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Office cleaners vow they are ready to strike

Don’t take those empty wastebaskets for granted — office cleaners arethreatening to strike across the city.

Don’t take those empty wastebaskets for granted — office cleaners are threatening to strike across the city.

Members of 32BJ of the Service Employees International Union will vote today on whether to authorize a strike, which could happen as early as Jan. 1, a union spokesman said.

A strike would mean 22,000 office cleaners citywide would refrain from cleaning 1,500 buildings, including the Time Warner Center, Rockefeller Center and Empire State Building.

The union threatened to strike four years ago, but struck a deal. The last strike was in 1996, and lasted for a month. Office managers scrambled during that time to find people to clean bathrooms and pick up trash.

32BJ member Ivan Almendarez, 36, a janitor at NYU, said the strike was a last resort and that members do not want to inconvenience tenants.

But, said the Bronx resident, his $47,000 salary does not support his two children, 10 and 15, and cancer-stricken wife, who all depend on him.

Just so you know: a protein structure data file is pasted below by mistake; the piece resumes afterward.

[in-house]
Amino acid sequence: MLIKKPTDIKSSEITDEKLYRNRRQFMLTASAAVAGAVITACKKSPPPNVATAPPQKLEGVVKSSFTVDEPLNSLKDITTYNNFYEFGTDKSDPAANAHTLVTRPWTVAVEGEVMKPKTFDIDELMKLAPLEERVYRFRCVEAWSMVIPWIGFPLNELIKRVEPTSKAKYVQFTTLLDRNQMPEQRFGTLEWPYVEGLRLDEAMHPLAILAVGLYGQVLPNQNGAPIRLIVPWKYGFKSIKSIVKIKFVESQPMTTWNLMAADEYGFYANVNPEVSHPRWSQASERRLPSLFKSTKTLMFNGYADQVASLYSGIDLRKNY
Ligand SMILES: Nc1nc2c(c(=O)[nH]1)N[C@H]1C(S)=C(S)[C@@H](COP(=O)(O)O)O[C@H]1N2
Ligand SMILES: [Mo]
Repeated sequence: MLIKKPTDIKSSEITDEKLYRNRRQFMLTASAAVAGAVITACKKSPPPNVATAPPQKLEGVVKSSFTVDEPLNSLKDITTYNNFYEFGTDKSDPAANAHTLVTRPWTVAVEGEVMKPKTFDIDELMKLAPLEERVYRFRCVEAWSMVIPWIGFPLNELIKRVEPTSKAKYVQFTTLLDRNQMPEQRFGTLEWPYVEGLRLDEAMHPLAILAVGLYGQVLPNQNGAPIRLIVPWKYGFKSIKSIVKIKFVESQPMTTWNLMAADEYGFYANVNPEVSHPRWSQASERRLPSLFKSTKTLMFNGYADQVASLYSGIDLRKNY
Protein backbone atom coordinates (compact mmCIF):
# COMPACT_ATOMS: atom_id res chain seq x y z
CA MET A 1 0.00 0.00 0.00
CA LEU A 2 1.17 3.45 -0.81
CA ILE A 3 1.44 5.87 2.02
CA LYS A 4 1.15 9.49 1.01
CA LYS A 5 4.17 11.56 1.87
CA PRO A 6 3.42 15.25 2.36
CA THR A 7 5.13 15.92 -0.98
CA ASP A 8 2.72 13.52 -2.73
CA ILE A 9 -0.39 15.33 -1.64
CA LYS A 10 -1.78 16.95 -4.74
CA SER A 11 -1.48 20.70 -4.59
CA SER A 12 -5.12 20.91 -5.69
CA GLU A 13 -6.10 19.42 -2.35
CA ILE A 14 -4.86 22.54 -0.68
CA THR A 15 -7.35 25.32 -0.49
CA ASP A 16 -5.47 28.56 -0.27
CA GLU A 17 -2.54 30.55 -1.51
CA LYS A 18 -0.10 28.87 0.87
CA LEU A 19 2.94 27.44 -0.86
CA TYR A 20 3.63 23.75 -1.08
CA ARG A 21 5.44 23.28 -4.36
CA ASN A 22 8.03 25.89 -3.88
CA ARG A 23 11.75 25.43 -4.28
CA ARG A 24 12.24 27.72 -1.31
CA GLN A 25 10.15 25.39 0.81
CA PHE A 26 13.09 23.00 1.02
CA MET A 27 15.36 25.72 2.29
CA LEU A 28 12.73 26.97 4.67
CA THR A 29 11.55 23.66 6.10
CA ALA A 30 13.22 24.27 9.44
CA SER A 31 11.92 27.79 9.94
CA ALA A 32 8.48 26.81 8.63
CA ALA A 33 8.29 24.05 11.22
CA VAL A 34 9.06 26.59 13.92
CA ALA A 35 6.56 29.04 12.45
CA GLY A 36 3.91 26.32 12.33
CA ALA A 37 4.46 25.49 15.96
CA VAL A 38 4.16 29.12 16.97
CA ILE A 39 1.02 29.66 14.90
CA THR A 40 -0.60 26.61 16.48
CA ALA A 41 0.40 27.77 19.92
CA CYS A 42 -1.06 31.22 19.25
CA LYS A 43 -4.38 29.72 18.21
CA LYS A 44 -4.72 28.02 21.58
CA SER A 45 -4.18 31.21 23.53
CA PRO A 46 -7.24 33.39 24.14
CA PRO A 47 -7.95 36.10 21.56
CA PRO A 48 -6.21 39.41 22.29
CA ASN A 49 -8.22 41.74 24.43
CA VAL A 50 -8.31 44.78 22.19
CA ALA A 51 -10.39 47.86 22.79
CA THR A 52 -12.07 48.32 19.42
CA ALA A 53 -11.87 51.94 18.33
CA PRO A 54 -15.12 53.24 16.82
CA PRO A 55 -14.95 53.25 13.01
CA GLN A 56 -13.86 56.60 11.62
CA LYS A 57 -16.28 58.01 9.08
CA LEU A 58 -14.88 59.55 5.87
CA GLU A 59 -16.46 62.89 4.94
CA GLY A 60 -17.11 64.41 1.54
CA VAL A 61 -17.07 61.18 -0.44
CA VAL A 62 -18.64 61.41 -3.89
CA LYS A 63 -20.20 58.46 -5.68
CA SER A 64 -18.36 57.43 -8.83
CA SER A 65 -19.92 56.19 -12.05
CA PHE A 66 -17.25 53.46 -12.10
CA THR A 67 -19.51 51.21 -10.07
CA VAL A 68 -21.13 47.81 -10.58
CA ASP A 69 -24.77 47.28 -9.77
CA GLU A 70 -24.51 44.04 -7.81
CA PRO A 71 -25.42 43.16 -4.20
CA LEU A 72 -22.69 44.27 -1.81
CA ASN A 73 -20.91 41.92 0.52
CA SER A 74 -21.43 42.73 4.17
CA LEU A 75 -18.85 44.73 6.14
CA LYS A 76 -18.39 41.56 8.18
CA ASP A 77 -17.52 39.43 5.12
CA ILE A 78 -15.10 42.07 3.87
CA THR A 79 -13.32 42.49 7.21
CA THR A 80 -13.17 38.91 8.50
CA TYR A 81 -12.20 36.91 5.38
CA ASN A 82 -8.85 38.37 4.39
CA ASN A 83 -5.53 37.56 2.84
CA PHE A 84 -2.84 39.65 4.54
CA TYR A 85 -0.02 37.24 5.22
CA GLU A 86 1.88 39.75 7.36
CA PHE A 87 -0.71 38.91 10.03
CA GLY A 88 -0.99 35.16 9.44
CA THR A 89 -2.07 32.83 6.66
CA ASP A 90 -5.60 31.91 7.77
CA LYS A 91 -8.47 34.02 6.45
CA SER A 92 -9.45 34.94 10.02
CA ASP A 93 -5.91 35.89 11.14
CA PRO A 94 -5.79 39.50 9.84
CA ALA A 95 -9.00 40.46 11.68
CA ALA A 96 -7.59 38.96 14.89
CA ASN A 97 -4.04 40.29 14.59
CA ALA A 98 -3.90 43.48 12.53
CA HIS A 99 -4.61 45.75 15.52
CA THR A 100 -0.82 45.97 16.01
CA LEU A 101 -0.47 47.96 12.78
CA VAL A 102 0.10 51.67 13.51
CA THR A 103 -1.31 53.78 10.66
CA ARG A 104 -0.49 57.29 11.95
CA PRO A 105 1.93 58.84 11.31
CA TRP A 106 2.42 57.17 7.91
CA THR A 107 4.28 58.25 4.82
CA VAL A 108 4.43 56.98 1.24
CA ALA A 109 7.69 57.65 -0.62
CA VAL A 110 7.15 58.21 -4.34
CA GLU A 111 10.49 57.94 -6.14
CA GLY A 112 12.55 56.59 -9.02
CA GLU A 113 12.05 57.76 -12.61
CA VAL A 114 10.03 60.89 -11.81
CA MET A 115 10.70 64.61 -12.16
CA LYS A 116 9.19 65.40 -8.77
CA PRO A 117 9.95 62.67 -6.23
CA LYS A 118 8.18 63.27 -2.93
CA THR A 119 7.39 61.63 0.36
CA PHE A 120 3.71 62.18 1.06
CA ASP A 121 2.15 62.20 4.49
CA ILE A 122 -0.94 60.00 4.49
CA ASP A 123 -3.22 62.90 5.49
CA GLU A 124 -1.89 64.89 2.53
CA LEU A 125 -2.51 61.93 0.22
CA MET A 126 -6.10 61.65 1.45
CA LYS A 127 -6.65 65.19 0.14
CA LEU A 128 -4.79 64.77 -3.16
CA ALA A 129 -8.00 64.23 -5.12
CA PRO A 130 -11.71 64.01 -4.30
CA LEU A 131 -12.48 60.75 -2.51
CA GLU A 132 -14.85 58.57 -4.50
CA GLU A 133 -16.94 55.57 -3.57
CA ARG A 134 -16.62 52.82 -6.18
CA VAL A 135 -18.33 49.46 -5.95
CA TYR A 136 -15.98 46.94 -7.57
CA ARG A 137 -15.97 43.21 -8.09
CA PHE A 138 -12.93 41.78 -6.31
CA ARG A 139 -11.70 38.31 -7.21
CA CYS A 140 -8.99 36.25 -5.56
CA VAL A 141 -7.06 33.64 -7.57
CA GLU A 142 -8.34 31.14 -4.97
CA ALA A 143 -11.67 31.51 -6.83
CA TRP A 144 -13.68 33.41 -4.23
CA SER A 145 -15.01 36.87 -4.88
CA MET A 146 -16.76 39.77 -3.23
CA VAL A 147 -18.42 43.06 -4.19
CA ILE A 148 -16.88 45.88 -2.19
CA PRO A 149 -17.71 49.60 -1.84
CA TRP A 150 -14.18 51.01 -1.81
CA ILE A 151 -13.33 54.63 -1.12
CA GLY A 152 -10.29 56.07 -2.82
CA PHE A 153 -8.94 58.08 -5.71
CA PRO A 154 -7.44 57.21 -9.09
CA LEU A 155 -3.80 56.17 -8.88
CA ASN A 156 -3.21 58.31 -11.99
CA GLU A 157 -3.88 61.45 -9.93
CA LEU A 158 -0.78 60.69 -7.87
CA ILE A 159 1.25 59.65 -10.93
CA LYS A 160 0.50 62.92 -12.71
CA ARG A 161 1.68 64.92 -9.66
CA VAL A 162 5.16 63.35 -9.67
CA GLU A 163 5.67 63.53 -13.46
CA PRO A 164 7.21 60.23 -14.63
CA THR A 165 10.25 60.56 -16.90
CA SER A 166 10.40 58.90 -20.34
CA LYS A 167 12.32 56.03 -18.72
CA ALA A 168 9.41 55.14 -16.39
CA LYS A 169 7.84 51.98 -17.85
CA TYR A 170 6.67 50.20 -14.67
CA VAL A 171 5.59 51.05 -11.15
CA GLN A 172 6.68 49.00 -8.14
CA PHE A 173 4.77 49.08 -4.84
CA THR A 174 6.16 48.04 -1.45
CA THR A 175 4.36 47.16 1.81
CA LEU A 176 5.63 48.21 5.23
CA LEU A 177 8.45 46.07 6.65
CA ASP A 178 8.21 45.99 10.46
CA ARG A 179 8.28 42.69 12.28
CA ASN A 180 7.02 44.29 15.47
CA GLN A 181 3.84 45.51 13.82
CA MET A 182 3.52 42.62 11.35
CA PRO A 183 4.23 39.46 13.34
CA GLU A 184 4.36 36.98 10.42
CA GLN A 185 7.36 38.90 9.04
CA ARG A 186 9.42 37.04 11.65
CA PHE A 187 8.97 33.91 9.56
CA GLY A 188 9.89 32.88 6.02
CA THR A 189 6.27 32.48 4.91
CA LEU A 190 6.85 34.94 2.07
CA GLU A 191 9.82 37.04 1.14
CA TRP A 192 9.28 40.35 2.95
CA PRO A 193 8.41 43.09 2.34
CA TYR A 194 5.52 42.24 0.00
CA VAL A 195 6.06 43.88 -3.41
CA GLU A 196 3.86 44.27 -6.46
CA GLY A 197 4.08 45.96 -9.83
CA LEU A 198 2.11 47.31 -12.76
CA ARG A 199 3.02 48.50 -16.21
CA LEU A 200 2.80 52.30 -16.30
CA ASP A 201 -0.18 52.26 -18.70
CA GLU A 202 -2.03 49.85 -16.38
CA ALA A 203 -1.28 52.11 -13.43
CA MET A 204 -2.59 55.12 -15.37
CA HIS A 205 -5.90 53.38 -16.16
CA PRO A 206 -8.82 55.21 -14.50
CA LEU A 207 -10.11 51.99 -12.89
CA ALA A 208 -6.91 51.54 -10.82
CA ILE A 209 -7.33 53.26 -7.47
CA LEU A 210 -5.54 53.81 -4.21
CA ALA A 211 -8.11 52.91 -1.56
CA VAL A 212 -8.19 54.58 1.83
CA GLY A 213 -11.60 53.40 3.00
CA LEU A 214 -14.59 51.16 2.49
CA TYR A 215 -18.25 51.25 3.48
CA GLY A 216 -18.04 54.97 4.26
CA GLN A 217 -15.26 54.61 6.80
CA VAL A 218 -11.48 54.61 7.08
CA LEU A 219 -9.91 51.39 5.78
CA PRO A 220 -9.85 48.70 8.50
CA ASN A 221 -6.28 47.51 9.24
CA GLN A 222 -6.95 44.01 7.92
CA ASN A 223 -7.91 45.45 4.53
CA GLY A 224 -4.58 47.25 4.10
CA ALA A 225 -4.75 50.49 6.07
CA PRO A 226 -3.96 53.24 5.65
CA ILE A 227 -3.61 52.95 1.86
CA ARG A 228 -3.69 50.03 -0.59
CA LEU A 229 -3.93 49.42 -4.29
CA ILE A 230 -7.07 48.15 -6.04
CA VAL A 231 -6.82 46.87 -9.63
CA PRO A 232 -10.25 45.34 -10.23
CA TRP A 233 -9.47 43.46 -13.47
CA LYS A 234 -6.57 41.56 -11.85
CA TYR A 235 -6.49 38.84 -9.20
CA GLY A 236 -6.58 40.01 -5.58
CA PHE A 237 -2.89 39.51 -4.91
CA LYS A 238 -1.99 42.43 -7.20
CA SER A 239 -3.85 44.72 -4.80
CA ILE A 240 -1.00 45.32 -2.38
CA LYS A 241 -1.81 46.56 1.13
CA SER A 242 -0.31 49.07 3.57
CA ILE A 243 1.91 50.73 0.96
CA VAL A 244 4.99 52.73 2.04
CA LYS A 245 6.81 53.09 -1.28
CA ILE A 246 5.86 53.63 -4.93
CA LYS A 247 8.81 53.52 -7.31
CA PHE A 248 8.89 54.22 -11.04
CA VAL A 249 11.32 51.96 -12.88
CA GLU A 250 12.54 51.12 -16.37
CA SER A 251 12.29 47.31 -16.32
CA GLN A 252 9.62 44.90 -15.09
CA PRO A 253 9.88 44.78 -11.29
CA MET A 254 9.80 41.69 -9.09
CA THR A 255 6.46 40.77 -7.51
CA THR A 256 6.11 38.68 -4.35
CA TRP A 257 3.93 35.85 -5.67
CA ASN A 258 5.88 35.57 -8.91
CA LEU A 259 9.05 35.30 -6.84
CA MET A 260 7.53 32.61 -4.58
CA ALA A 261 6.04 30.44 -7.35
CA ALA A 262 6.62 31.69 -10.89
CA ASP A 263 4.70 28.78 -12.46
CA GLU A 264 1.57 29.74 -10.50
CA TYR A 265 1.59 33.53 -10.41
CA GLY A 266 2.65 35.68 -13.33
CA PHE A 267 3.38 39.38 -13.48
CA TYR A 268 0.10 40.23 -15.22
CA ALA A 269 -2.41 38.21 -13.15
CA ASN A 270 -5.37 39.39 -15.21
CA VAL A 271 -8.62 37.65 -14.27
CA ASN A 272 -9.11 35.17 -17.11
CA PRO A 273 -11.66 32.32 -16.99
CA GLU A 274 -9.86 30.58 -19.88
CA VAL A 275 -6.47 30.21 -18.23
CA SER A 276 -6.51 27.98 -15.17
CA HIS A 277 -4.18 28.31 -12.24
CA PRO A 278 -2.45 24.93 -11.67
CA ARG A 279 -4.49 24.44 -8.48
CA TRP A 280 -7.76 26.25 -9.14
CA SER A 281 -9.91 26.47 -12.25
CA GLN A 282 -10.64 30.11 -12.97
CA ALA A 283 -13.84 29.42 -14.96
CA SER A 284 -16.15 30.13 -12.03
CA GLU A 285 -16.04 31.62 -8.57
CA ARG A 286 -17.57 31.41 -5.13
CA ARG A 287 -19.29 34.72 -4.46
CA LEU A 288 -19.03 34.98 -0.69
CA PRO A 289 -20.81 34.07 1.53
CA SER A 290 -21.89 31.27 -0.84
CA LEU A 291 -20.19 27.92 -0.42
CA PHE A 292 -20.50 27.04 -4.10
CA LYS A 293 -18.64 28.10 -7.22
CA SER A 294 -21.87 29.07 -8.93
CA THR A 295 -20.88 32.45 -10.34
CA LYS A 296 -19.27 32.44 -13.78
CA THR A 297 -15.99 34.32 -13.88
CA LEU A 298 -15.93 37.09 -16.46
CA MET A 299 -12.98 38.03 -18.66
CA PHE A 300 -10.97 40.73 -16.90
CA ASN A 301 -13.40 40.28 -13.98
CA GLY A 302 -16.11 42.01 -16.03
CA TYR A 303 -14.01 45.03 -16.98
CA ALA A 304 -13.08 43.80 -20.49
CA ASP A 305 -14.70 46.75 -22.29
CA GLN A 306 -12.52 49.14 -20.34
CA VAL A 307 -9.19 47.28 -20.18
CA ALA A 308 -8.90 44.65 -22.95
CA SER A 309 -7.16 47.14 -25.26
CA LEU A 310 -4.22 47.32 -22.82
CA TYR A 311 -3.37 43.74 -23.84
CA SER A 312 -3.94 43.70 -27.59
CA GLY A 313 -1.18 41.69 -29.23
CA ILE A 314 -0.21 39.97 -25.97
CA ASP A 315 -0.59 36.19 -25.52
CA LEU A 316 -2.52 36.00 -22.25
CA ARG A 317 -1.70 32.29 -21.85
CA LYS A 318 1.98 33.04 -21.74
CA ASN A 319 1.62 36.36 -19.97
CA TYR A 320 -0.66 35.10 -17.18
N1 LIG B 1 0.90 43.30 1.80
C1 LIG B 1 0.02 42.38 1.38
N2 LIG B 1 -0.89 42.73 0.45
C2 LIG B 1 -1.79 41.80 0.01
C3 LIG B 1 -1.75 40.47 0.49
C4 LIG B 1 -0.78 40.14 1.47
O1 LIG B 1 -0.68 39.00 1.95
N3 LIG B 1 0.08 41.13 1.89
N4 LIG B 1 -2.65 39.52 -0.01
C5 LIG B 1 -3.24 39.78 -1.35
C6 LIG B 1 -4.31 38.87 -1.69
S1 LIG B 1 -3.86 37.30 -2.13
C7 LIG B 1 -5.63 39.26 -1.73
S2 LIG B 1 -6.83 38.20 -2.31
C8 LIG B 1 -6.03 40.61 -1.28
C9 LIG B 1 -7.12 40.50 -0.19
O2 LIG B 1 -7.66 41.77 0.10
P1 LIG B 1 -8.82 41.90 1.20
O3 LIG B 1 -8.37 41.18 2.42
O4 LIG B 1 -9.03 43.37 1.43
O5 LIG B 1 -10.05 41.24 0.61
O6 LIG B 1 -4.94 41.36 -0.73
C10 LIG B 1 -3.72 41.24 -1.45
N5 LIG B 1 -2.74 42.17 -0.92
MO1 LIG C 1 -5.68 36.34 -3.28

“We’re barely making it,” he told Metro.

He’s worried that under new proposals, incoming workers would get paid less than what he makes — and put him at risk of getting fired.

“We see that as a slap in the face,” said Kwame Patterson, an SEIU spokesman.



Preparations

The Realty Advisory Board, a group that represents building owners, warned yesterday that a strike is indeed possible. RAB President Howard Rothschild said they are not trying to cut jobs, but added, “To keep the current employees steady, we need to reduce costs with future employees.”

Rothschild issued tips for building owners on what to do if cleaners walk out:



Make sure all building maintenance is up to date: Contactors and repair workers cannot cross union picket lines.



Purchase extra containers and storage materials in case trash pick-up workers refuse to cross the lines.



Find replacements for workers who perform tasks like operating elevators.

Follow Alison Bowen on Twitter @AlisonatMetro.